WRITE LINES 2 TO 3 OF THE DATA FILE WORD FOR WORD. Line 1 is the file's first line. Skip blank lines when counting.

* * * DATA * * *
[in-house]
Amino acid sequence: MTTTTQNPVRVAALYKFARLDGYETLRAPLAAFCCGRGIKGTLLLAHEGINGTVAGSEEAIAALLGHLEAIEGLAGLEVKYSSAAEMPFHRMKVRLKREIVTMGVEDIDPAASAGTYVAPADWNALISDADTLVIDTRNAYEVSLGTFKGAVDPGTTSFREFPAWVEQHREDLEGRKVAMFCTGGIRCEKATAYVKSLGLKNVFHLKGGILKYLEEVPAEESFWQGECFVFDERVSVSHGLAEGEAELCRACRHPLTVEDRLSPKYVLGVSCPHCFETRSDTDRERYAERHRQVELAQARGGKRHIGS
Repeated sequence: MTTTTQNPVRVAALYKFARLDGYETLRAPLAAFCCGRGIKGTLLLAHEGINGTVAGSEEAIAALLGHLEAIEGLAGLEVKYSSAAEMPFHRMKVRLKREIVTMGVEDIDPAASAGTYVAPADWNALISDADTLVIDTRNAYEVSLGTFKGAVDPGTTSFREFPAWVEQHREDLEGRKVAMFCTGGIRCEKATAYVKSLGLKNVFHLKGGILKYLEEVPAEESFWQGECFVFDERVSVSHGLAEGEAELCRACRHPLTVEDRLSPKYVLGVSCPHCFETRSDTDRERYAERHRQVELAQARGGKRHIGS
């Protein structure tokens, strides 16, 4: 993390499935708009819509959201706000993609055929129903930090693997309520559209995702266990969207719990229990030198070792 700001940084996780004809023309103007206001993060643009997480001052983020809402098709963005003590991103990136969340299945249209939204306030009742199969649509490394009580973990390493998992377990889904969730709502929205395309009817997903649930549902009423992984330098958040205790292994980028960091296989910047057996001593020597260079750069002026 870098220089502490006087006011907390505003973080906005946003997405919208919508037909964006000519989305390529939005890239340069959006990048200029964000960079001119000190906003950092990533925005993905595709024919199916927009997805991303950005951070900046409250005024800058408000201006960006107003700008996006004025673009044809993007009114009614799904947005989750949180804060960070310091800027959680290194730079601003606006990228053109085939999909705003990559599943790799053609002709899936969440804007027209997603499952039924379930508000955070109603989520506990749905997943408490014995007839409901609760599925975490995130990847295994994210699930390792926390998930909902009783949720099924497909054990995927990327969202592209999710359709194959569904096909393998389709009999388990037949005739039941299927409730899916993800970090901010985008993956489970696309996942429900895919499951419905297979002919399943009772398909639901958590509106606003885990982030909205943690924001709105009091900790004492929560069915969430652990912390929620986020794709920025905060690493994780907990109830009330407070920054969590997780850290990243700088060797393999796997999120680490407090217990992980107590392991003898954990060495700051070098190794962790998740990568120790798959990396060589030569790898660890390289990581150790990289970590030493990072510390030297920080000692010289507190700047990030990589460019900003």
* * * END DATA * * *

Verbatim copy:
Amino acid sequence: MTTTTQNPVRVAALYKFARLDGYETLRAPLAAFCCGRGIKGTLLLAHEGINGTVAGSEEAIAALLGHLEAIEGLAGLEVKYSSAAEMPFHRMKVRLKREIVTMGVEDIDPAASAGTYVAPADWNALISDADTLVIDTRNAYEVSLGTFKGAVDPGTTSFREFPAWVEQHREDLEGRKVAMFCTGGIRCEKATAYVKSLGLKNVFHLKGGILKYLEEVPAEESFWQGECFVFDERVSVSHGLAEGEAELCRACRHPLTVEDRLSPKYVLGVSCPHCFETRSDTDRERYAERHRQVELAQARGGKRHIGS
Repeated sequence: MTTTTQNPVRVAALYKFARLDGYETLRAPLAAFCCGRGIKGTLLLAHEGINGTVAGSEEAIAALLGHLEAIEGLAGLEVKYSSAAEMPFHRMKVRLKREIVTMGVEDIDPAASAGTYVAPADWNALISDADTLVIDTRNAYEVSLGTFKGAVDPGTTSFREFPAWVEQHREDLEGRKVAMFCTGGIRCEKATAYVKSLGLKNVFHLKGGILKYLEEVPAEESFWQGECFVFDERVSVSHGLAEGEAELCRACRHPLTVEDRLSPKYVLGVSCPHCFETRSDTDRERYAERHRQVELAQARGGKRHIGS